Like most Canadians my age, I studied World War 2 in highschool. I learned how the war started, and about the Holocaust. We watched Schindler’s List, and discussed Canada’s role in defeating the Nazis. From a distant, removed place, I understood The Second World War.
Of course, being in Warsaw and Krakow has given me a whole new understanding of what actually happened in Poland. Visiting Auschwitz is one of the ways that we learned about Poland’s history, but our education didn’t end there.
When I learned that Oscar Schindler’s factory had been turned into a museum, I knew it had to be part of our itinerary in Poland. There, we learned about what it was like living in Krakow from 1939 to 1945.
The museum does an excellent job of helping people understand how it felt to be in Krakow during WW2. There were various points in the museum where you could listen to people’s stories with headphones. There were lots of really neat displays as well, often having audio, to help visitors connect with what they were seeing.
The museum focused heavily on the history of the Krakow Ghetto, and I found it very informative. Honestly, I always just thought of the ghettos as “holding cells” before Jews were shipped to concentration camps, but they were more than that.
The ghetto was originally set up as a zone where all Jewish residents in Warsaw HAD to go. The Nazis claimed that Jews carried diseases and to protect the Nazi and Polish residents of Krakow, they needed to be quarantined.
Jews weren’t allowed leaving the area without permission. During Passover, while Jews were celebrating, the Nazis erected a wall around the ghetto, closing the people in.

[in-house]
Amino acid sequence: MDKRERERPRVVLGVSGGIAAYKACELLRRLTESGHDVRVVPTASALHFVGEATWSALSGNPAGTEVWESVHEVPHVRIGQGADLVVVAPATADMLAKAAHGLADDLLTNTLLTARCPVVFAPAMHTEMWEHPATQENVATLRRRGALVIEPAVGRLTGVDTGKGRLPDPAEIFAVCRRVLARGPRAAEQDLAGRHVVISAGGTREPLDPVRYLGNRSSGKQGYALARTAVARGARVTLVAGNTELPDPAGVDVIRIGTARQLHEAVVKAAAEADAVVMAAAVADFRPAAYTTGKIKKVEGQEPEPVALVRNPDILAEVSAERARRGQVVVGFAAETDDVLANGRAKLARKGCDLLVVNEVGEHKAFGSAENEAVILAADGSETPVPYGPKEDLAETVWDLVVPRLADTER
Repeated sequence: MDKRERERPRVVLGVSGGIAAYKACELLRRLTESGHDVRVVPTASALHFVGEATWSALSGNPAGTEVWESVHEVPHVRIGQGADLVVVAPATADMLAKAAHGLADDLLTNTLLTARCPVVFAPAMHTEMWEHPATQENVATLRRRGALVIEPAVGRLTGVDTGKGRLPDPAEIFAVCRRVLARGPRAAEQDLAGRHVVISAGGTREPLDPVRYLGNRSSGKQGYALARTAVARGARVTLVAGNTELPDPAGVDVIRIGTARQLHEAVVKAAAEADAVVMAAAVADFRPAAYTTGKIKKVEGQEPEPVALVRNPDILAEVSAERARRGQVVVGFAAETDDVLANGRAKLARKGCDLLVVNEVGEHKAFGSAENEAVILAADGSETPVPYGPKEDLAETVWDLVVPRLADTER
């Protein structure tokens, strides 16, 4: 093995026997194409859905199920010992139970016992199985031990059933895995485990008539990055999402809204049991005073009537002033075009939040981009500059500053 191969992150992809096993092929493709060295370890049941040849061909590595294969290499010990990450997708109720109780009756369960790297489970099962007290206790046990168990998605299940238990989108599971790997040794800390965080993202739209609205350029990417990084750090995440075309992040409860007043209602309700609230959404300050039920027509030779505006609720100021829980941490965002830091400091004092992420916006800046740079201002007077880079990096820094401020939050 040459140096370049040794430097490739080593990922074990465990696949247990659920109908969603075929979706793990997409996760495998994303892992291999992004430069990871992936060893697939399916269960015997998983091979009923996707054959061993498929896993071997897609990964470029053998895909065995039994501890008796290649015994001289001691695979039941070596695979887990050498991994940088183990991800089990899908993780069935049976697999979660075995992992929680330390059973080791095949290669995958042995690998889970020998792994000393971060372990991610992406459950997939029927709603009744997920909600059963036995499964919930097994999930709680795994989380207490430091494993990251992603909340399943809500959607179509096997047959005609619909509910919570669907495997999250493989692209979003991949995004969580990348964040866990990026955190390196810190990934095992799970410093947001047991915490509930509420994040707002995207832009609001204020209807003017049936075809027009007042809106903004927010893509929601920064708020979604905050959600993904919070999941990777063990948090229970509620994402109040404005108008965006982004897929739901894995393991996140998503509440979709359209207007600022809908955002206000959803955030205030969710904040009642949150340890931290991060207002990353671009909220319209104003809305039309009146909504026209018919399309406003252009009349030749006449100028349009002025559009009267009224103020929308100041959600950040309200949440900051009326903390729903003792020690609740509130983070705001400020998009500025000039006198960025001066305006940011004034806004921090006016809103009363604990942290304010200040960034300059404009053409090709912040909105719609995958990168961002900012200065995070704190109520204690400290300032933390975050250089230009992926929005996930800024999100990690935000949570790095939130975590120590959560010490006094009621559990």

Everything the Nazis did was step by step. When they arrived in Poland, they began spreading propoganda about how happy the Polish were to have them running the country. They claimed that Adolf Hitler was well loved by the people.
Then, they moved Jews into specific areas of the city. Next, they put up walls and forbid Jews to leave. Suddenly, they were in prison. Eventually supplies started running out and then the hunger started and guards became more abusive. Finally, the ghetto was liquidated and all of its inhabitants were sent to death camps nearby.
Of course, anyone who didn’t obey with these simple rules was at risk of being thrown into prison. Anyone who tried to resist the Nazi regime was simply killed. There was a section of pictures taken during this time. Most of them were pictures of people had been killed during the weekly public hangings. In many of them, you can see executed prisoners in the background, with smiling SS soldiers in the foreground.
Ultimately, by the time the gassing began at Auschwitz, many of the people who were willing to fight the Nazis had already been killed. Most of the people who survived the early years were terrified. Of course, there were a few brave people who fought the regime by saving Jews, or even joining the underground resistence and assassinating top Nazi leaders.
I highly recommend this museum. It was a great way to learn more about Krakow’s history. I know I left with a much better understanding of how things escalated during the war. I also left with a better understanding of how people fought the Nazis from within Krakow.
Dave and I walked down to where the Jewish Ghetto of Krakow was set up, and saw the remaining bits of wall. They were left up as a reminder of the past, and in an effort to prevent these things from happening again in the future.
Our time in Europe is coming to an end. I’ll be back soon with a post about our final day in Poland.